Lawmaker urges multilateral approach to China’s latest move in sea dispute
By Christian V. Esguerra
Philippine Daily Inquirer
6:08 pm | Friday, November 30th, 2012
MANILA, Philippines–China’s announcement that it would expel all foreign ships entering disputed areas in the South China Sea, including parts known as the West Philippine Sea, gives the Philippines more reason to seek a multilateral approach to resolve the problem, former Armed Forces Chief of Staff Gen. Rodolfo Biazon said on Friday.
Biazon, now chairman of the House committee on national defense, said China’s move was bound to affect the national interest of countries such as the United States and those in Europe, which all use the disputed waters for trade and commerce.
He urged President Benigno Aquino to convene the National Security Council “so we will have a uniform voice” on the issue.
“China’s move will definitely escalate the tension in the area,” he told the Inquirer in a phone interview.
Rep. Ben Evardone, chairman of the House committee on public information, described the move as “provocative,” saying it should be “dealt with the collective action” by the Association of Southeast Asian Nations, United Nations, and the US.
“Clearly, China is trying to bully the Philippines and other countries in the region,” he said. “The Asean, UN and the US should also initiate moves to preserve peace in the area to ensure navigational freedom in the West Philippine Sea.”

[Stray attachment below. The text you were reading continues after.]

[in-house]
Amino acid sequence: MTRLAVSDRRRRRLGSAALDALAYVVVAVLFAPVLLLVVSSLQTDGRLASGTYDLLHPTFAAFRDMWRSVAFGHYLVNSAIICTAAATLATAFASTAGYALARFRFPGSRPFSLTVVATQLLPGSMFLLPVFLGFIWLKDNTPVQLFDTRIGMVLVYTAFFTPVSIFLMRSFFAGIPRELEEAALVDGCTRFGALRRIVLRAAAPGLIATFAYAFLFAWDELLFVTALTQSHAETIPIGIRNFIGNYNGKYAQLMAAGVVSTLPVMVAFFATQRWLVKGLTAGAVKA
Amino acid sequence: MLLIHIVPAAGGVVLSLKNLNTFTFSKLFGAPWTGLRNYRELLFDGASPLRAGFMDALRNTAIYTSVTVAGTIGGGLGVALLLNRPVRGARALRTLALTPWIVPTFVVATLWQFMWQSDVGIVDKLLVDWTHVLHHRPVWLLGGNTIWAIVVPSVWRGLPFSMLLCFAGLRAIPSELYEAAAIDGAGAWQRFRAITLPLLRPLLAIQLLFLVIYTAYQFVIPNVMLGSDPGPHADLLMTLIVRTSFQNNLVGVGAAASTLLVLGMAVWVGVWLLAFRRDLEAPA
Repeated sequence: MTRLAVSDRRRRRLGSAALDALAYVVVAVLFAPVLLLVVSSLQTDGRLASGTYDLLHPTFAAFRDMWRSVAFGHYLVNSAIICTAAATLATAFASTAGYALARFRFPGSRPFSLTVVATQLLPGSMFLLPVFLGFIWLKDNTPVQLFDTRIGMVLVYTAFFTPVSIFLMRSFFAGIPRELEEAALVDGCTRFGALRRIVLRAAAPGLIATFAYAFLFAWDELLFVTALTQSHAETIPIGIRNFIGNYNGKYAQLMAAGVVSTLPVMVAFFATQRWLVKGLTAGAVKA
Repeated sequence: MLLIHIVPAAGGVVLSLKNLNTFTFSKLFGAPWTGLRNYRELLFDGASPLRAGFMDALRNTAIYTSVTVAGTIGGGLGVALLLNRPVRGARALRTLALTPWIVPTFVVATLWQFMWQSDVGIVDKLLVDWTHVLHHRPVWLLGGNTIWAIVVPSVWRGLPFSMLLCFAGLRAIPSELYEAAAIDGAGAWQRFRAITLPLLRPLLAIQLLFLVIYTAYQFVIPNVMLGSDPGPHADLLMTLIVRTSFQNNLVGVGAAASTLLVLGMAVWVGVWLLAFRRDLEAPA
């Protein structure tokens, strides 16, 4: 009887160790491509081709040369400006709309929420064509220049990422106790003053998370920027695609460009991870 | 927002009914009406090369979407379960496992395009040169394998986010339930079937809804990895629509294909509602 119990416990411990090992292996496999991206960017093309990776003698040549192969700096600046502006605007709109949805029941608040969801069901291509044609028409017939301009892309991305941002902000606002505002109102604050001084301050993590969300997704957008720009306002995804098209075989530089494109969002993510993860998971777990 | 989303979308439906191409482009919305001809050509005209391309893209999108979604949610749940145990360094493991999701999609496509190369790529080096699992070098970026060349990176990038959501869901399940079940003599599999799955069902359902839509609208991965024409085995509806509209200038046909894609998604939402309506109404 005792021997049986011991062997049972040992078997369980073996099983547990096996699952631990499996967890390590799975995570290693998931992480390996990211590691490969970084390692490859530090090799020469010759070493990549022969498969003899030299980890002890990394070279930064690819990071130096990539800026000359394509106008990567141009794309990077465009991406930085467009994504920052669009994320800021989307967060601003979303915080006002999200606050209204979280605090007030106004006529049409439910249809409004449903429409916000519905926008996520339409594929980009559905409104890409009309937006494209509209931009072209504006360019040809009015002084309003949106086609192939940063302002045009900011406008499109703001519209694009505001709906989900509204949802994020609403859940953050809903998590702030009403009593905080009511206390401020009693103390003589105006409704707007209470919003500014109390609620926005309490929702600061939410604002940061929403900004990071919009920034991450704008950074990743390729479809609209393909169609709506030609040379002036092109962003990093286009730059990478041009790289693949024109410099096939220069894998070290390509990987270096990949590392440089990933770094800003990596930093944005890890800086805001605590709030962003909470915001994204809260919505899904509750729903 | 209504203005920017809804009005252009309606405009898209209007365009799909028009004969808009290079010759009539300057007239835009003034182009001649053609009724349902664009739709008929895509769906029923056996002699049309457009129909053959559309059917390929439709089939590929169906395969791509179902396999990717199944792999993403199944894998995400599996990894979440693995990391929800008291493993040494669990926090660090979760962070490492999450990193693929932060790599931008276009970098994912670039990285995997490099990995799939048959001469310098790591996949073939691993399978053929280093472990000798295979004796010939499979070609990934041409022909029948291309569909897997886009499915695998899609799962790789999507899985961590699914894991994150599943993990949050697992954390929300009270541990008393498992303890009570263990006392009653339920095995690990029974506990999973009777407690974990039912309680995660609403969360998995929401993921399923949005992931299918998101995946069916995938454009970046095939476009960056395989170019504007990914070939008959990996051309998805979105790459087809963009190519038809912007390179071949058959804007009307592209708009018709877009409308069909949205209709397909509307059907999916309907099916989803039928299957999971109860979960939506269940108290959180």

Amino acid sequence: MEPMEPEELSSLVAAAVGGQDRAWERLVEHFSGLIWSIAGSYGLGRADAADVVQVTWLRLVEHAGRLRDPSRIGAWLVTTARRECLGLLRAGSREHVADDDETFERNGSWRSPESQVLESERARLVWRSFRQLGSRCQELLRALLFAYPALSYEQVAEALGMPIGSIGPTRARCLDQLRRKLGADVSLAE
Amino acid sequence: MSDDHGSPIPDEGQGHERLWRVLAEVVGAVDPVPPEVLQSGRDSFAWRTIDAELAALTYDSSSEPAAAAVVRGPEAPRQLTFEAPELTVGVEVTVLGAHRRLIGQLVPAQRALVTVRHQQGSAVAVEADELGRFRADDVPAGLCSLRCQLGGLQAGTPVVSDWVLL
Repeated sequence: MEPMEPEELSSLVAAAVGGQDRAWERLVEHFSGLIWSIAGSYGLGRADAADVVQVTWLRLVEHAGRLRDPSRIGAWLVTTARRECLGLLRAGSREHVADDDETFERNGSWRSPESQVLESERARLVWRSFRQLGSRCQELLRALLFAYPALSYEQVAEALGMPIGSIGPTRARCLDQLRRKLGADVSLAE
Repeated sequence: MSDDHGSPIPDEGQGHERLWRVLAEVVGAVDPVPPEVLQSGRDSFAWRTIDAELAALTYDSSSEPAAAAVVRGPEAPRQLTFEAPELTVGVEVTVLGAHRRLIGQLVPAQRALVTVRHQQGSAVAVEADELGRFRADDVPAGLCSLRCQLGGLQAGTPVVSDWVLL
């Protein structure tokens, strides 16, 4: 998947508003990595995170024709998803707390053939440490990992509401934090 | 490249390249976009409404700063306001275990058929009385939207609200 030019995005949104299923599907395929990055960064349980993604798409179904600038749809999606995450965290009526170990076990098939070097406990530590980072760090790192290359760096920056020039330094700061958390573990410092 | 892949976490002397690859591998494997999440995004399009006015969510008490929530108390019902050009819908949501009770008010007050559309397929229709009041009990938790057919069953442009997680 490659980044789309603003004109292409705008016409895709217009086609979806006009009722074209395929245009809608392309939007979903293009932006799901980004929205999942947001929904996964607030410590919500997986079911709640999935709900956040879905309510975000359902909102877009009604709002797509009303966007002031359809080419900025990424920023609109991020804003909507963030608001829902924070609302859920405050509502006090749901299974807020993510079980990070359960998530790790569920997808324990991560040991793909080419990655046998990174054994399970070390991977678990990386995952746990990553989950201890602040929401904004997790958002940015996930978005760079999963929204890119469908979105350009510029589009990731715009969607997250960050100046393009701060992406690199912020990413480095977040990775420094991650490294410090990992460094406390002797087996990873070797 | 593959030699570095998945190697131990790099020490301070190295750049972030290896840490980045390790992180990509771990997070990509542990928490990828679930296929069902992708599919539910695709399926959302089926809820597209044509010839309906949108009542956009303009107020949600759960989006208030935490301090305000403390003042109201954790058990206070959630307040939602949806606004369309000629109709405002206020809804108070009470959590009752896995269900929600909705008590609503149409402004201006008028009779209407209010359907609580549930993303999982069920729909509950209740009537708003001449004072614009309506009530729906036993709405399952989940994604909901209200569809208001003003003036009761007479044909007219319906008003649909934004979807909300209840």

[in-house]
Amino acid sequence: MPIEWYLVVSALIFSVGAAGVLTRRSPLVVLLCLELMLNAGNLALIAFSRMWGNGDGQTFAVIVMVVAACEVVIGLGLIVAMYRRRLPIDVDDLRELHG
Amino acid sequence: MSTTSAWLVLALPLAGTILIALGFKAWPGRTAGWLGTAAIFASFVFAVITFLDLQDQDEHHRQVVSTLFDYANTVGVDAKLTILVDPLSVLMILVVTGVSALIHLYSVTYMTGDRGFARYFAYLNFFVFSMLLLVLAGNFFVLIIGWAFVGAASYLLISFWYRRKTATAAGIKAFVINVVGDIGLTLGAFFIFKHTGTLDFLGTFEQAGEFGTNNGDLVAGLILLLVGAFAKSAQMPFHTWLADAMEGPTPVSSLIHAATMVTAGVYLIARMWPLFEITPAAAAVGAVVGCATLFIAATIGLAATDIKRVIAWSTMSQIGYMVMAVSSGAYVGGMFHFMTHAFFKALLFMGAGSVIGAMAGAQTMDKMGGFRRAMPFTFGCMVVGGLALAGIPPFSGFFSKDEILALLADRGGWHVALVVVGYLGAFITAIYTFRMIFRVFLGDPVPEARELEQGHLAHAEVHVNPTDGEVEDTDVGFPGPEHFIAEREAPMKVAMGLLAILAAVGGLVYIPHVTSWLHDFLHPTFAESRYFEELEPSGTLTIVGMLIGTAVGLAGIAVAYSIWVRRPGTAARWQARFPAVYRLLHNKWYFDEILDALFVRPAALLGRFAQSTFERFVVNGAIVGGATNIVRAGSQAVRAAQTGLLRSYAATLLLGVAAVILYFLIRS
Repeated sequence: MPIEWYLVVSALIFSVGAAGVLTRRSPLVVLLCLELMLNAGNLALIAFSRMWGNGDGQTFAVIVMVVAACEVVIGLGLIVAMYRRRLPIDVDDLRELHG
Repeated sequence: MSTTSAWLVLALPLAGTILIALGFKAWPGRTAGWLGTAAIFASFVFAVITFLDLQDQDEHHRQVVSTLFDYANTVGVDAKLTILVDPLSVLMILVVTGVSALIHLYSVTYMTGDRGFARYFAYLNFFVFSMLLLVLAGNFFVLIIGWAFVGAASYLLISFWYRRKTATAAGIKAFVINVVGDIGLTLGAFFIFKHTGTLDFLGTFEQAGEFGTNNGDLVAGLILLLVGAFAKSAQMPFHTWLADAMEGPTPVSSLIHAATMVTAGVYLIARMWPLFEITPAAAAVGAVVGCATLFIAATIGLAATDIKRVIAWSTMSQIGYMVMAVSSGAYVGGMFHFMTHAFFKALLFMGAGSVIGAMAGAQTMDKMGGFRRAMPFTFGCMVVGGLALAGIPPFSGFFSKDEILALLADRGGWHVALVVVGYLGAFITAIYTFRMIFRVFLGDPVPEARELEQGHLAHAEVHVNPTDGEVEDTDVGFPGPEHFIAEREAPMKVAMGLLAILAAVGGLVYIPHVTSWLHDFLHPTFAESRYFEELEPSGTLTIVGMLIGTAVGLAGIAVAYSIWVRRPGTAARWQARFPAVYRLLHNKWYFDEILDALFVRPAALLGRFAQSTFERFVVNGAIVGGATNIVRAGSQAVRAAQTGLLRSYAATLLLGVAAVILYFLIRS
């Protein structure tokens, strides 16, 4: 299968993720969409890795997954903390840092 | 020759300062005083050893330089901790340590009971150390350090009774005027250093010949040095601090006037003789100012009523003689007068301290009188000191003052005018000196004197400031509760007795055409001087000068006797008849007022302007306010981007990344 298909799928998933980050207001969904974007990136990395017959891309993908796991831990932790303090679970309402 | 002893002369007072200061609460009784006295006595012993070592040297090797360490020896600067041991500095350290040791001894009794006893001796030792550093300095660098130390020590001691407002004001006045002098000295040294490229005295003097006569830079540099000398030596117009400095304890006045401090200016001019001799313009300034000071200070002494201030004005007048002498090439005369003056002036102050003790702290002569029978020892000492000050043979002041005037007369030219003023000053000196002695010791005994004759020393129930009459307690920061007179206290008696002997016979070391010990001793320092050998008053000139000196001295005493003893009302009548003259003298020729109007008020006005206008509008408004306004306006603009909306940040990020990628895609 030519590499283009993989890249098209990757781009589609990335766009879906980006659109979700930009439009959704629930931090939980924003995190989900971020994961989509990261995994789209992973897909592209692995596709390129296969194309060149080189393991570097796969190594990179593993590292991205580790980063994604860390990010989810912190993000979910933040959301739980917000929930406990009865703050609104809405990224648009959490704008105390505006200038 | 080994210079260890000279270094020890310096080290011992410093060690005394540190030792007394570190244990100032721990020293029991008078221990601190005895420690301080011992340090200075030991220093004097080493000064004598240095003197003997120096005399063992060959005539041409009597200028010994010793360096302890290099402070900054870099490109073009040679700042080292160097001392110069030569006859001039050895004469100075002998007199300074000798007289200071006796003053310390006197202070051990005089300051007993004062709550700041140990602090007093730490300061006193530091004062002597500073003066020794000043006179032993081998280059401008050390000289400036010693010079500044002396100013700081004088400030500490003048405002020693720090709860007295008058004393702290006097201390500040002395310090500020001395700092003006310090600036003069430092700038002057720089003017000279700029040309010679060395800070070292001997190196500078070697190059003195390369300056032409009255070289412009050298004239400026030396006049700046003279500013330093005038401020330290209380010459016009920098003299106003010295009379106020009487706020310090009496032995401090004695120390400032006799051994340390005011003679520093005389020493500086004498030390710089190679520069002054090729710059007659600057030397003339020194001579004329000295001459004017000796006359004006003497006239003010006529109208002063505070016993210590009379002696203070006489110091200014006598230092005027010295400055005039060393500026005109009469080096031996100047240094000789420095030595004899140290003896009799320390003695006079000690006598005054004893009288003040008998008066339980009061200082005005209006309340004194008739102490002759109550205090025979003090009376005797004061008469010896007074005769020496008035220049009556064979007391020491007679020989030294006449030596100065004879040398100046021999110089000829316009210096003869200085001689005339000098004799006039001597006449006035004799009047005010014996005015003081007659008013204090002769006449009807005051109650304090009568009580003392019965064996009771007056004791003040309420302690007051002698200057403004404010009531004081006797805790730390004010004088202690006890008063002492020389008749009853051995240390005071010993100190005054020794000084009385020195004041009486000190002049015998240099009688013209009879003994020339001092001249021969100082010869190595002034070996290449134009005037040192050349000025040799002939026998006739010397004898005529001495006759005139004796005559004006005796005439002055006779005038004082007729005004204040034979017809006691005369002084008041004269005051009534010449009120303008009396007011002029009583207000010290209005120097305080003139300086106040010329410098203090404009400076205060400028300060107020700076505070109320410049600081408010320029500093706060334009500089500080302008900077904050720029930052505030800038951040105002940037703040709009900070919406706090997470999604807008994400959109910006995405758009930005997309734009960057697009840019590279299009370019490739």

“The world economy will be adversely affected if China continues its provocative actions,” he added.
China’s state media earlier reported that its border patrol would begin accosting foreign vessels that would enter areas in the South China Sea, which are also claimed by other countries.
Biazon said the Department of Foreign Affairs should clarify the report directly with Beijing, and check if the order was made only by Hainan province.
In the meantime, he said the report should boost Manila’s decision to reject China’s position the dispute should be settled bilaterally with individual claimant countries.
“Indeed, the problem should not be limited within Asean. It should be tackled at the level of the UN and include the US,” he said.
“Note that not only entities in Asia will be affected. You also have countries from Europe, the Middle East, and Latin and North America, which all use the areas to be policed by China,” he added.
Biazon said the DFA should be clarified on what “particular activities” would be covered by China’s order to its border police.
“And how would the order affect the international principle of innocent passage?” he asked.